Garment Making for a Quilter

Garment Making for a Quilter

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Are you looking to add garment making to your sewing skill set? I've got you covered with this post!

Last fall, I had the pleasure of meeting Adrianna of Hey June Handmade at a makers retreat put on by Kimberly of Straight Stitch Designs. Side bar: if you are ever looking to try out new hobbies, meet like-minded friends and check out new scenery check out her wonderful retreats!

Back to business. I've been wanting to make my own garments for a while but I have this fear of sewing something that has to fit my body...which apparently retailers can't even do when you're 6' tall. So how in the world would I be able to make the leap from quilting to garment making? Cue Adrianna, she has an arsenal of fantastic timeless patterns and I knew she'd be able to assist in some basic questions and hit me up with a list of quilter friendly patterns.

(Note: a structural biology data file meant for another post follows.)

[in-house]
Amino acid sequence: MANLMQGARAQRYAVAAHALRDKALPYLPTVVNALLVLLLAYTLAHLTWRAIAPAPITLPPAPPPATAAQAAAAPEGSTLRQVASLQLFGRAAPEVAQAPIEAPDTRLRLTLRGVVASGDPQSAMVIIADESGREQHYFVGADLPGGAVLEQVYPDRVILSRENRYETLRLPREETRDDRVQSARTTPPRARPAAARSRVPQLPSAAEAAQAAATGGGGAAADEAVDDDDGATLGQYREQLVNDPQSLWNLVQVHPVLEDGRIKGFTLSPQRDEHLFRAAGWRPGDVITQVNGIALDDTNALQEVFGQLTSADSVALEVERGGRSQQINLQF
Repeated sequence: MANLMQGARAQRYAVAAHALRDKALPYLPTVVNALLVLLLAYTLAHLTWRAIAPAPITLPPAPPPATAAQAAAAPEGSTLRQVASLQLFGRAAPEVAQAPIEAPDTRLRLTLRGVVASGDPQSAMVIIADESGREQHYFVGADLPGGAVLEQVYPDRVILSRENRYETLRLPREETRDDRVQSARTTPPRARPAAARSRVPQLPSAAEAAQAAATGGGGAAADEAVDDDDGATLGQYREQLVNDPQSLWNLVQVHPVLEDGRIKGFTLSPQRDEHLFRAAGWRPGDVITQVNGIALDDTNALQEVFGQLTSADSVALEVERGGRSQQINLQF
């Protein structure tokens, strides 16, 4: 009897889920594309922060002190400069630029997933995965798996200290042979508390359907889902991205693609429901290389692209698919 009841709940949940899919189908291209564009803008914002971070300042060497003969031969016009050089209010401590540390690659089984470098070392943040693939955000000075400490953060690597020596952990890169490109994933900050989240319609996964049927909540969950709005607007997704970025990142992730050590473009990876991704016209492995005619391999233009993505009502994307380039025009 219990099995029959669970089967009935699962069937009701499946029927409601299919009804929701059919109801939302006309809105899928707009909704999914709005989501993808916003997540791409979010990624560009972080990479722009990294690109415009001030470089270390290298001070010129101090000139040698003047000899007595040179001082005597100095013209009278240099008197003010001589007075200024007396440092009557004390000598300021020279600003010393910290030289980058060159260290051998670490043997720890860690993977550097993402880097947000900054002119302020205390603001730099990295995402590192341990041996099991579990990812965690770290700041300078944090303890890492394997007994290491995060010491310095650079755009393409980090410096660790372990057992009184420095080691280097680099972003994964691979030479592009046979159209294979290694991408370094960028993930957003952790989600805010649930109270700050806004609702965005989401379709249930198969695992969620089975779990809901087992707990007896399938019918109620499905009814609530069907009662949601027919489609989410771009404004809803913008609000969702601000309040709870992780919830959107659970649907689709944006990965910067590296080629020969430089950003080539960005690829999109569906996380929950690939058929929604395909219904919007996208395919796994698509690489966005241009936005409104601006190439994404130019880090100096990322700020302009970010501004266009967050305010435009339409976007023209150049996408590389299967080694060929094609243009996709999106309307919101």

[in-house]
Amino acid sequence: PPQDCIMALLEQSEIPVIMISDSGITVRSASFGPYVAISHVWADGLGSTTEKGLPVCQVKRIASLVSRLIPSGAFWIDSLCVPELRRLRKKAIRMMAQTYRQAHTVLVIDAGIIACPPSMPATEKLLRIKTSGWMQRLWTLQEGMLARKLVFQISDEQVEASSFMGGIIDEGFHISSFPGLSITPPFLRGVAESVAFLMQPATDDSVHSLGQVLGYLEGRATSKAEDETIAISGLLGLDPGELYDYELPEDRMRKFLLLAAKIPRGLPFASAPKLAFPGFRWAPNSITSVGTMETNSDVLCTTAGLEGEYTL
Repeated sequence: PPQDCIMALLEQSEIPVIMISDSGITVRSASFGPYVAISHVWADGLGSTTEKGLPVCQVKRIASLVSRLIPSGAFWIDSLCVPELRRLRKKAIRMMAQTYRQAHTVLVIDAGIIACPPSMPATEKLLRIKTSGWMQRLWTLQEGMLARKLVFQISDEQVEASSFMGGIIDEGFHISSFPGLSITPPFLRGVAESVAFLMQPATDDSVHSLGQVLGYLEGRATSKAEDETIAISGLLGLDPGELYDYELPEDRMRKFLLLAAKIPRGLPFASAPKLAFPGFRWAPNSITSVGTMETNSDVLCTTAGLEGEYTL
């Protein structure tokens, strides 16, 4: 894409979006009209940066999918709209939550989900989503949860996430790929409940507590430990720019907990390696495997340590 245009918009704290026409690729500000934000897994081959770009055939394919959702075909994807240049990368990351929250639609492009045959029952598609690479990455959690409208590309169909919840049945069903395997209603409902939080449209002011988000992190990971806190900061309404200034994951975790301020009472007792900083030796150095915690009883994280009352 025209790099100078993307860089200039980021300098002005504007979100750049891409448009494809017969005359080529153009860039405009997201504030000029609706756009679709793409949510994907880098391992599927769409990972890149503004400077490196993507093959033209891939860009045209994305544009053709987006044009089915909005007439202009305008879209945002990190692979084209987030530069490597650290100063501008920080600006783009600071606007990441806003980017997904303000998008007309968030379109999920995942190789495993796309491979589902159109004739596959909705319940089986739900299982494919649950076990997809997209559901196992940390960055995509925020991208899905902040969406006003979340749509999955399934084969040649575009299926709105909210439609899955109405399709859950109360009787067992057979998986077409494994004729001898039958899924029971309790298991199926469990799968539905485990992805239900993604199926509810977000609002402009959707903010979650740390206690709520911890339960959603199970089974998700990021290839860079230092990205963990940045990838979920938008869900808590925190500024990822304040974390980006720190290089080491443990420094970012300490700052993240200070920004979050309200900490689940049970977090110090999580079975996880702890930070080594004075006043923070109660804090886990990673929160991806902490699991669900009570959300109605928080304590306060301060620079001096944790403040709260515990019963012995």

Here is a little email interview we did and the line up of HJH patterns that you may be interested in making with me over the upcoming weeks! I'll try my best to work through one pattern a week....but with how things are right now that could go off course pretty quickly - but I'll do my best!

The Interview

Katie: Any words of encouragement for quilters looking to add garment making to their sewing skills?

Adrianna: You already have the most important tools you need to sew garments – meticulous sewing skills and patience! If you can sew a quilt, you can absolutely sew a garment!